Your sewing machine will both run better and last longer if you clean it from time to time. These days, most sewing machines require hefty investments, so keeping it in tip-top shape affords the most use for your money.
A Few Items You’ll Need
Just like a good mechanic needs tools to fix a car, you’ll need a few tools to clean your sewing machine. Assembling them before you’re ready to get started will save you several extra steps.
You will need a lint brush. A small cosmetics brush will do if you don’t have the lint brush that likely came with your sewing machine. In addition, you will need needles and a soft cloth. The most important tool of all for cleaning your machine is the manual that came with it.
Steps to Clean Your Sewing Machine
While the steps for cleaning a sewing machine may vary, most sewing machine repairmen and operators will agree that the following steps comprise a comprehensive list. Always refer to your manual if you feel something has been omitted.
- Don’t do anything at all until you have unplugged your machine.
- Remove the needle. This is probably a good time to throw it out, ensuring a new, sharp one after the your machine is clean.
- Check your manual for instructions on how to safely remove the needle plate and the presser foot.
- The manual will also instruct you how to remove both the bobbin and the bobbin case.
- Using your lint or cosmetics brush (you may also opt for canned air), clean the lint from all of these pieces you’ve removed from your machine.
- Set your cleaned parts aside, and brush away any lint that has collected under the feed dogs and in the race area. Do so very carefully so as not to jam the debris further down inside your machine.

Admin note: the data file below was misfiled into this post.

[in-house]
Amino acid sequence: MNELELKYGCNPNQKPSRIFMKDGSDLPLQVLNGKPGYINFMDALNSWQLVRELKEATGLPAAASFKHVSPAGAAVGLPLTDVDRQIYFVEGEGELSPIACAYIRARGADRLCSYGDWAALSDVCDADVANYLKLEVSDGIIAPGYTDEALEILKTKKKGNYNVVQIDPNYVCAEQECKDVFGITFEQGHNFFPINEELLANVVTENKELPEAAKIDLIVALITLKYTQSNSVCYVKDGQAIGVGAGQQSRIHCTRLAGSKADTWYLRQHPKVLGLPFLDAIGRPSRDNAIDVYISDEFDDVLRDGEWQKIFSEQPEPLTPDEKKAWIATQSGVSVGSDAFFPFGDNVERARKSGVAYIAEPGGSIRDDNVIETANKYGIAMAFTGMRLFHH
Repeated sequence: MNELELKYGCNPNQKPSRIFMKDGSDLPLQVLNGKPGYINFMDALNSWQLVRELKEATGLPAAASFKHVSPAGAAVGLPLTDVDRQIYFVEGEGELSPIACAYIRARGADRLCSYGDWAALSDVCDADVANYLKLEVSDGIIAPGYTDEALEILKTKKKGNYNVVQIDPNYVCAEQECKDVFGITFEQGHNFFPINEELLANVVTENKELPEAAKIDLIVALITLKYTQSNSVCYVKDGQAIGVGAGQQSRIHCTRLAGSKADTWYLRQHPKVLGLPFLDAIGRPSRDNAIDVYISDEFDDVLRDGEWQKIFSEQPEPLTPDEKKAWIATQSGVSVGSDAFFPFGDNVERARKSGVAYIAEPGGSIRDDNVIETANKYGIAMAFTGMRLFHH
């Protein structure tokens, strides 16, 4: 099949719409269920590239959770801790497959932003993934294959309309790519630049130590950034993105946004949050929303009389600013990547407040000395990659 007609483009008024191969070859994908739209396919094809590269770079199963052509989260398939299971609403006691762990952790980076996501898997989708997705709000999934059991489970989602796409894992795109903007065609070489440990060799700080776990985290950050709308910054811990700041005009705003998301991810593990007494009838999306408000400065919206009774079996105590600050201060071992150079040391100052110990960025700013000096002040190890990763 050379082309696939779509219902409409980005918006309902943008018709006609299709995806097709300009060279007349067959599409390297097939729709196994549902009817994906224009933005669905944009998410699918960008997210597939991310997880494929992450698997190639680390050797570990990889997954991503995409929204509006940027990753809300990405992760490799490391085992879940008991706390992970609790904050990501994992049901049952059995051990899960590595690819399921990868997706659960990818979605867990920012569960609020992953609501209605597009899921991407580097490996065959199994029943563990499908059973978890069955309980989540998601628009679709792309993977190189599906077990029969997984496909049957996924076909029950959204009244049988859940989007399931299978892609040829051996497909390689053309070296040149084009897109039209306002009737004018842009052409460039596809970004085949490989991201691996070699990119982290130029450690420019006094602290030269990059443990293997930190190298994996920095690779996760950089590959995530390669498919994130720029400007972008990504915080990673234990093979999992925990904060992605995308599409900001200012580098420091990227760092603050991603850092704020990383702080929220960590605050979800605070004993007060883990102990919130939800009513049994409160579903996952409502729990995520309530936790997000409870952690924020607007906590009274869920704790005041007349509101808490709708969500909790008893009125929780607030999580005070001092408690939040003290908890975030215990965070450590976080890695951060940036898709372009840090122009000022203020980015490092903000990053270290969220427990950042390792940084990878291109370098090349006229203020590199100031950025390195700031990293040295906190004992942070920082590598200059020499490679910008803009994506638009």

- Open the side cover of your machine and swab out with a Q-tip, or something equivalent, the thread paths. This step also serves to clean out the tension discs.
- Clean the exterior of your machine with a clean cloth. You may use some white vinegar diluted with water if you feel more than simply dusting off the machine is necessary. Dilute the vinegar with an equal amount of water. Dip the cloth in the solution, and then wring it out. Wipe the machine gently with the damp cloth.
- Before replacing any of the parts you removed, plug in and turn on your machine. Run it for a few seconds.
- Turn off the machine and unplug it again. Replace all of the parts.
While cleaning your sewing machine certainly isn’t part of your usual housecleaning plan, it is one of those housecleaning duties that must be done on occasion. Obviously the more you use your sewing machine, the more often you should clean it.